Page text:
NJ school district cancels final exams after ransomware attack crashes computers | Rare Techy


Tenafly Public Schools went back to basics this week — using overhead projectors, paper and pencils and hands-on activities in classrooms — as a ransomware attack crippled the district’s computer system.

Bergen County School District has canceled final exams for all high school students in the district as it tries to bring its system back online with the help of cybersecurity consultants, officials said.

District Communications Manager Christine Corliss said Tenefly Public School District administrators first became aware of the security incident Thursday. This includes encrypting data via ransomware on some computers on the district’s network.

The district’s technology department responded “immediately” by isolating the devices, shutting down the district-wide computer system, launching an investigation and hiring outside cybersecurity experts, she said.

“The technology team, along with these experts, are literally working around the clock to fix the problem,” Corliss said Wednesday.

Hackers use ransomware to encrypt data and render it unusable until an online payment or ransom is made to regain access. Ransomware incidents have become more common in recent years, affecting school districts, municipalities and even entire counties.

Last month, Somerset County suffered a cyber security breach that temporarily shut down the county email system. Last year, school districts in Hillsborough and Bernards Township had to close their schools for a day after suspected cyber attacks.

It’s unclear who was responsible for the ransomware attack on Tenafly or how much money they demanded.

When asked if the school district would pay the ransom, Corliss said, “There was nothing definite at this time.” However, law enforcement agencies are involved in the investigation, she added.

Tenafly Police Chief Robert Chamberlain said local authorities have notified the Bergen County Prosecutor’s Office and the New Jersey State Police Cyber ​​Crimes Unit of the ransomware crime. But the main agency investigating the incident is the Federal Bureau of Investigation. “Something like this is beyond our capabilities,” Chamberlain said.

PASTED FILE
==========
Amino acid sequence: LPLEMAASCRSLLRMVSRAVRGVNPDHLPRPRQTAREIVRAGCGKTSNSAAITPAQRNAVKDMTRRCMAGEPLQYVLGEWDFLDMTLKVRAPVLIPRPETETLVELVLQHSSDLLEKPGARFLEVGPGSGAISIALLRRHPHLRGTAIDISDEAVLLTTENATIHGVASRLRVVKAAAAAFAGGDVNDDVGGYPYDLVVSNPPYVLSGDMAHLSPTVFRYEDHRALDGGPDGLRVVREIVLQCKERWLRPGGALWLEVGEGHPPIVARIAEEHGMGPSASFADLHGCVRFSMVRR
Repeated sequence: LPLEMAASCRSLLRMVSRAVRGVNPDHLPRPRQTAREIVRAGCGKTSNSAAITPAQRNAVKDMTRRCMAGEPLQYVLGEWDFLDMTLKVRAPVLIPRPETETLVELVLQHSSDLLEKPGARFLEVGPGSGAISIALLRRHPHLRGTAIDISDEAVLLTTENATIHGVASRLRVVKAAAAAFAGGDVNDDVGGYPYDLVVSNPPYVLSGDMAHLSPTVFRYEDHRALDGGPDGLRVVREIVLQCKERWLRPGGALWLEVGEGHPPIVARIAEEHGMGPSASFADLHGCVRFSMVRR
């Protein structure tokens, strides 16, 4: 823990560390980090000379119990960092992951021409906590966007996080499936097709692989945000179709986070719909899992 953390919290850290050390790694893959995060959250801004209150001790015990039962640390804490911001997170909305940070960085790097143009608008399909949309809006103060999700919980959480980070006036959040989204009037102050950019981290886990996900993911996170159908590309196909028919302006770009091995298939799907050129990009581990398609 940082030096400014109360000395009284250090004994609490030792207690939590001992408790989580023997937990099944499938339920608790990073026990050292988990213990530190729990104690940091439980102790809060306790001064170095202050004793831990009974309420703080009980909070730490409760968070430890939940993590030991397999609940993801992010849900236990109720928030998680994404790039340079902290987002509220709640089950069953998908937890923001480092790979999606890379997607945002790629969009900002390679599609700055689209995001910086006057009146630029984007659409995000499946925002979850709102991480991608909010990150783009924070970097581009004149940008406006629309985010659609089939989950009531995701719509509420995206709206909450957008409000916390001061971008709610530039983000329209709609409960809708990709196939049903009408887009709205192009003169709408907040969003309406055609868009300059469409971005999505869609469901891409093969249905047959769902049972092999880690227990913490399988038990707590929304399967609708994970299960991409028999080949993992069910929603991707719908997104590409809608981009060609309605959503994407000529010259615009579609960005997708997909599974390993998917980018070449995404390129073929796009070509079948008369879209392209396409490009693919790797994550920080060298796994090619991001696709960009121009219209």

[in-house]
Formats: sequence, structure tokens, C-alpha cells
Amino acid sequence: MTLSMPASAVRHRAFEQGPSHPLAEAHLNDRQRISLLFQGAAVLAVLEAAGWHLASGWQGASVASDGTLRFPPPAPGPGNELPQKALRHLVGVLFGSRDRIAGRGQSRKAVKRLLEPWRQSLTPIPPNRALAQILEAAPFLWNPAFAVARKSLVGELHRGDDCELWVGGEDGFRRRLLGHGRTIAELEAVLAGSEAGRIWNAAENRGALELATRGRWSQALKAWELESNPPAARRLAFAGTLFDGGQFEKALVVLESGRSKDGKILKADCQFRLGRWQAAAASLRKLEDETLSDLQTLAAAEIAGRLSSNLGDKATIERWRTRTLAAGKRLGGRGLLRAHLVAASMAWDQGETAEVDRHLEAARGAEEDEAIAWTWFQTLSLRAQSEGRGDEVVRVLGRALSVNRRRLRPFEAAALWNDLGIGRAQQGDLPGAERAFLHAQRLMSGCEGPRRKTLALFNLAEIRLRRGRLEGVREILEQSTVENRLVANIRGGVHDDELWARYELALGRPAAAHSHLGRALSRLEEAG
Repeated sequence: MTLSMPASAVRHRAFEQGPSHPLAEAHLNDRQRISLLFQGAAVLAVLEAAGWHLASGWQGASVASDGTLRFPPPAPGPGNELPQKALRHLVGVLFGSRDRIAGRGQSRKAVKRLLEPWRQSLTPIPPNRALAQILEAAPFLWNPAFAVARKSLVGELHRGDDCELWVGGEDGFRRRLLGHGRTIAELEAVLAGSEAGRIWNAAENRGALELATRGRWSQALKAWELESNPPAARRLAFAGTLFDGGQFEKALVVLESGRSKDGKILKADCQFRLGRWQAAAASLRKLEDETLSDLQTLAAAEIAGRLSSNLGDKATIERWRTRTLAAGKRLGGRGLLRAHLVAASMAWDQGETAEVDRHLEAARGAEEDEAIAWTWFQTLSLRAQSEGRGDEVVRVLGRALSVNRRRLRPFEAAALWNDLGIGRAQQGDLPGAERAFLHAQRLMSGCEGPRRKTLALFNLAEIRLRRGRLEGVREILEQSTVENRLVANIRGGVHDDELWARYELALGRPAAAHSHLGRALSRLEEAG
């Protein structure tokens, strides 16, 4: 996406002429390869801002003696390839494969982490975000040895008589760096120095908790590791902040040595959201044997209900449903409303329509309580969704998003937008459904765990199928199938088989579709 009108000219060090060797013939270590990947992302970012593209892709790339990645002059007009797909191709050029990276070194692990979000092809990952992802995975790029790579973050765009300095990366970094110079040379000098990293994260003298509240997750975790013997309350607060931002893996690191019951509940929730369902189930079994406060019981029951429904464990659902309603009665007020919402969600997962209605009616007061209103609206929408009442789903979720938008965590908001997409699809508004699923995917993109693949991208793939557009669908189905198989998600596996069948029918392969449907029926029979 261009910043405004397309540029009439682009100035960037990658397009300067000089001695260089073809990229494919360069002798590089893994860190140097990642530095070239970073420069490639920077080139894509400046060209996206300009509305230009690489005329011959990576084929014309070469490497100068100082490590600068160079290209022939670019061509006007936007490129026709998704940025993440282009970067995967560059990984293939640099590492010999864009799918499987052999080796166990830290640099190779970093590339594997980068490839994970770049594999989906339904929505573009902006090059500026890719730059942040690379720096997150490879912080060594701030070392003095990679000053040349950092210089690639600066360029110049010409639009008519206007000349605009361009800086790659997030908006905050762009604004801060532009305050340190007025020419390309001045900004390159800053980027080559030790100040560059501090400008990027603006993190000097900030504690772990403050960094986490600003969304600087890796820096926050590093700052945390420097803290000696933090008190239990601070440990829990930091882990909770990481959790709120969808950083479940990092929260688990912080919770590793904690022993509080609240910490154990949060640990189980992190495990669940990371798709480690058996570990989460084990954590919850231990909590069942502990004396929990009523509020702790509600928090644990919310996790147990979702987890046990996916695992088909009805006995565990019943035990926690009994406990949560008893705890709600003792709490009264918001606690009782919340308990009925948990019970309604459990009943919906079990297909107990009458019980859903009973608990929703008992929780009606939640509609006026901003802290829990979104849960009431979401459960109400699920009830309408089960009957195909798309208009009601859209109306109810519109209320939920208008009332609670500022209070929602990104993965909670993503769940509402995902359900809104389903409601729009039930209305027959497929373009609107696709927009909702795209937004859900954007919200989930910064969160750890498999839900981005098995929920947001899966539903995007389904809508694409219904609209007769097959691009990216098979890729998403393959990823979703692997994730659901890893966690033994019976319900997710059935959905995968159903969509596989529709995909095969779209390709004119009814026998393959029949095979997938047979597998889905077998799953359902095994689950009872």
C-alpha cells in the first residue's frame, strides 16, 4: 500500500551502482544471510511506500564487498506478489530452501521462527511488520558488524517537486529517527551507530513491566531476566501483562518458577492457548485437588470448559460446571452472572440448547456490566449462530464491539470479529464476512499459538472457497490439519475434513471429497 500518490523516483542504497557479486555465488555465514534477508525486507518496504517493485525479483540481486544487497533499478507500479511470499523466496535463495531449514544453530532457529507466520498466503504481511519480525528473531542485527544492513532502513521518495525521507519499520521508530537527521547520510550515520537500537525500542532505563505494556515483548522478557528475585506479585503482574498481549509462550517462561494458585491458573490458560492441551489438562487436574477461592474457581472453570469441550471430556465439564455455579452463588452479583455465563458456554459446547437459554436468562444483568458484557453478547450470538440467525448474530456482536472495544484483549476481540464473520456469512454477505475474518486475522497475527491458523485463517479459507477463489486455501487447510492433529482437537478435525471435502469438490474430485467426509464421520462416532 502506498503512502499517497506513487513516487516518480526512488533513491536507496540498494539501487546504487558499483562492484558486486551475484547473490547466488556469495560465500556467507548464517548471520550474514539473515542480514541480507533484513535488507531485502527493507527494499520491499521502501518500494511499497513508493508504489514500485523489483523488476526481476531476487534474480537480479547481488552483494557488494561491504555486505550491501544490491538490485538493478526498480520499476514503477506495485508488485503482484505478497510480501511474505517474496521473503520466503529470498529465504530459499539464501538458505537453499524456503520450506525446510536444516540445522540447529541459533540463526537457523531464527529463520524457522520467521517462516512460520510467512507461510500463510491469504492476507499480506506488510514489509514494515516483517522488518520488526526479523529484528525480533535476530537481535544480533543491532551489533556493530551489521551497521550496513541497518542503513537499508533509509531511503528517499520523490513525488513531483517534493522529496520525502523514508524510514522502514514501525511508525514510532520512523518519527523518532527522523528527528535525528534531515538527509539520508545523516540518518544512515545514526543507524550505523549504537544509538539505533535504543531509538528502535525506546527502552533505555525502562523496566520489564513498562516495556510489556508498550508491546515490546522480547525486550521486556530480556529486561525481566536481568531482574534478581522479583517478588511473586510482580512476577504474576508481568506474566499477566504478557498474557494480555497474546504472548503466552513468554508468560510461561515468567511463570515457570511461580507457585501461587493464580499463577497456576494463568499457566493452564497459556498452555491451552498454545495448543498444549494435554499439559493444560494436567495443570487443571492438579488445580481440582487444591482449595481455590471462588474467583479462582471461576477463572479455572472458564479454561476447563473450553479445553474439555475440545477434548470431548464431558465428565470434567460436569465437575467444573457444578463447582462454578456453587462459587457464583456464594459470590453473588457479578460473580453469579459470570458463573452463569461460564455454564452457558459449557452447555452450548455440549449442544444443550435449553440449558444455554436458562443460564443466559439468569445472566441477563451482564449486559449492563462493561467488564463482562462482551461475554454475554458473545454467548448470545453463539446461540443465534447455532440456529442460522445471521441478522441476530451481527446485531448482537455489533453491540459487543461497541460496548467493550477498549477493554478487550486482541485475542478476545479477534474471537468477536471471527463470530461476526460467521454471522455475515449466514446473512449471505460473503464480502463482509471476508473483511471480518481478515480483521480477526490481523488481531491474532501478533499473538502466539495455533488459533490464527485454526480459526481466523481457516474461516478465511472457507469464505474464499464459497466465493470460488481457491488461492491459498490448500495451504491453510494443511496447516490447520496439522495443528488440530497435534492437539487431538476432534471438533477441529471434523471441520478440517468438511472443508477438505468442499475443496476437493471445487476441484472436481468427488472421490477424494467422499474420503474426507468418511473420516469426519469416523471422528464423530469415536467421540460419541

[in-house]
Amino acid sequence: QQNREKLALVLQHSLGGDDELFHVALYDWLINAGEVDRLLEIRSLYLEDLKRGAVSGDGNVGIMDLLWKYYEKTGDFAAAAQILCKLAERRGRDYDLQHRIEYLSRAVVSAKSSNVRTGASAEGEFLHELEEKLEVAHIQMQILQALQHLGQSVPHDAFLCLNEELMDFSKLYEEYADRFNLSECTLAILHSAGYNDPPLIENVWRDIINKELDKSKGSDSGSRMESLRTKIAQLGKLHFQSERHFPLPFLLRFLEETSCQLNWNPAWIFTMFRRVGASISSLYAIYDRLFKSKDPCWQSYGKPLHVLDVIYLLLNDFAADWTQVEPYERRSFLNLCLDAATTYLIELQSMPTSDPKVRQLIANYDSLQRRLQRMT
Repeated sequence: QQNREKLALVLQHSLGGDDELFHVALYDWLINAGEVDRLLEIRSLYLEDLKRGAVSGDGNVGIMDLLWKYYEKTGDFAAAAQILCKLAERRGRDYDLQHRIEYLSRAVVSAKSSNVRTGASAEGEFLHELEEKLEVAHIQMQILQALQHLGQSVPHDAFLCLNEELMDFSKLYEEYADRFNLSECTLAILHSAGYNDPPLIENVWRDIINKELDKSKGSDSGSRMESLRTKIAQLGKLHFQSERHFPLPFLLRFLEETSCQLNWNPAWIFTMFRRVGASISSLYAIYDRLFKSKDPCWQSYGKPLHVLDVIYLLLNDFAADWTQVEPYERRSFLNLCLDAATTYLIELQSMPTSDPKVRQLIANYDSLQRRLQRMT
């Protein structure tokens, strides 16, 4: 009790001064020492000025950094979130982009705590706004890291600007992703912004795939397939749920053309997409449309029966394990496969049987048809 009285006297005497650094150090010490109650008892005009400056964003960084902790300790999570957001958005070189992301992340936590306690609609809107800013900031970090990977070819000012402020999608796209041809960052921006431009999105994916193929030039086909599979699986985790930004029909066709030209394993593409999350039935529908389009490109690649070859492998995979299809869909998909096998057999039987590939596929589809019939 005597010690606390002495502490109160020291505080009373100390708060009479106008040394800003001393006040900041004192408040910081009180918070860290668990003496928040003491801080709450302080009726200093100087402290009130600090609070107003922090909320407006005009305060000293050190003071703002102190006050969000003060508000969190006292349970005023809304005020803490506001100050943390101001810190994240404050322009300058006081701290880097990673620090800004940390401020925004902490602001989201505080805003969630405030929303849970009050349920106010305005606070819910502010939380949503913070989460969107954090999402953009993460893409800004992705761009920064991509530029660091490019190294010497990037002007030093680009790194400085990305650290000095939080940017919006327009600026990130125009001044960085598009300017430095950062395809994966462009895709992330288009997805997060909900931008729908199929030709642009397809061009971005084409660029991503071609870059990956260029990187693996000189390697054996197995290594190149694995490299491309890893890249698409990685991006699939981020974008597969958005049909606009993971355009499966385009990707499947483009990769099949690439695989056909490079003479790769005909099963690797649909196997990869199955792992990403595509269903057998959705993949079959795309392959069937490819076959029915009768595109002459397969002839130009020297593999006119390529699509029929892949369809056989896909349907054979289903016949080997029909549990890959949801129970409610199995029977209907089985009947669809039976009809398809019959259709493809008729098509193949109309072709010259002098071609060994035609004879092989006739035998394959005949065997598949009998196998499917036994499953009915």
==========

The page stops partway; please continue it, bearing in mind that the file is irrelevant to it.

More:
Tenafly staff, parents and students were notified of the security breach Thursday morning and are receiving regular updates through the Tenafly Public Schools notification system, which operates outside the district, officials said.

“I know this is an issue that affects us all. While we believe this was an isolated incident, we are committed to taking steps to help prevent these types of incidents from happening again,” Superintendent Shauna DeMarco wrote in an update sent out Saturday.

Classes have not been canceled but the curriculum has been changed, school officials said.

Instead of relying on Google Classroom for science class, kids are engaging in STEM activities, Corliss said. Students are also intrigued by old-school overhead projectors—relics from a bygone era before dedicated computer projection systems and interactive whiteboards.

“We have system problems and we have to deal with that, but it puts you back for a while to do things the old way. There is something to be said for that too. So, we’re doing more face-to-face, more phone calls, less email,” Corliss said.

The district announced Tuesday that all final exams for high school students have been canceled in light of the ransomware attack. There are no plans to reorganize them.

Corliss said the decision was made “primarily because we don’t think it’s fair to the students.”

Students cannot access Google Classroom, Genesis, email, or similar services.

Ironically, Tenafly Public Schools had completed a technical audit and was in the process of finalizing its recommendations when the attack occurred, officials said.

Some of those improvements will begin to be implemented as the district restores its systems after the ransomware attack, so it may take some time for the district’s computer system to be operational.

Corliss said Wednesday that he could not provide an exact timeline for when the restoration process would be completed.

“Right now, it is progressing smoothly. We hope it will only be a few days, but we don’t want to put a firm time stamp on it just to be safe,” she said.

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Jackie Roman can be reached at jroman@njadvancemedia.com.


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